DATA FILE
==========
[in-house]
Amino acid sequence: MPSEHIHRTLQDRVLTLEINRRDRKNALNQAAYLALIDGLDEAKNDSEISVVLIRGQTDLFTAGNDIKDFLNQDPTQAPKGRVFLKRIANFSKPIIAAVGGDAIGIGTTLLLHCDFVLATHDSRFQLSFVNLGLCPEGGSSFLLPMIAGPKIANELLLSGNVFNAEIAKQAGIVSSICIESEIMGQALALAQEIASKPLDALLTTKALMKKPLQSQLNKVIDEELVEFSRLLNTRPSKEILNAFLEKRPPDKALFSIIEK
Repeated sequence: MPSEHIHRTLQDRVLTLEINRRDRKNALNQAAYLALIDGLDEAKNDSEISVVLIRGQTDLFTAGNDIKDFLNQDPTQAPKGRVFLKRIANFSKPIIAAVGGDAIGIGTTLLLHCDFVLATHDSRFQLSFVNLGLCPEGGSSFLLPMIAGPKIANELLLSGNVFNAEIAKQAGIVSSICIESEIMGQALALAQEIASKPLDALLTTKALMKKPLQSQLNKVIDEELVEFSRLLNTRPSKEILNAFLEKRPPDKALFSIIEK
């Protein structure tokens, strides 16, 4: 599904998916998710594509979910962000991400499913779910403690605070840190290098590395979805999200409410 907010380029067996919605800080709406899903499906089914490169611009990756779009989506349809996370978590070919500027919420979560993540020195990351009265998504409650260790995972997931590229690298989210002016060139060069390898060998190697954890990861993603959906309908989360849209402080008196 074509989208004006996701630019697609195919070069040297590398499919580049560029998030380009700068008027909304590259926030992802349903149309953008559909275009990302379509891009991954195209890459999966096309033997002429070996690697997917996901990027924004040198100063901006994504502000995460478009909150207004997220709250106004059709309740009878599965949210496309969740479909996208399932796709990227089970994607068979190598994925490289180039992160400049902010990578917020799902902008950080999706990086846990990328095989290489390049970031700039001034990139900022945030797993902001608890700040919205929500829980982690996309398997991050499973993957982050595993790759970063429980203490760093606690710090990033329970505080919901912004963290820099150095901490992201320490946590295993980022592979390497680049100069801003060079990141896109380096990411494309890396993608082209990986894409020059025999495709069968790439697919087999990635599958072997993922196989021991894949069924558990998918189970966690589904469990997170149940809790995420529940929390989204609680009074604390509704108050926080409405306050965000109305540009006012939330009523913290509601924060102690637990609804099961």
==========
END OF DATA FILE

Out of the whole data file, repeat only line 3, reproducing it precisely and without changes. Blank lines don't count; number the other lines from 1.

Repeated sequence: MPSEHIHRTLQDRVLTLEINRRDRKNALNQAAYLALIDGLDEAKNDSEISVVLIRGQTDLFTAGNDIKDFLNQDPTQAPKGRVFLKRIANFSKPIIAAVGGDAIGIGTTLLLHCDFVLATHDSRFQLSFVNLGLCPEGGSSFLLPMIAGPKIANELLLSGNVFNAEIAKQAGIVSSICIESEIMGQALALAQEIASKPLDALLTTKALMKKPLQSQLNKVIDEELVEFSRLLNTRPSKEILNAFLEKRPPDKALFSIIEK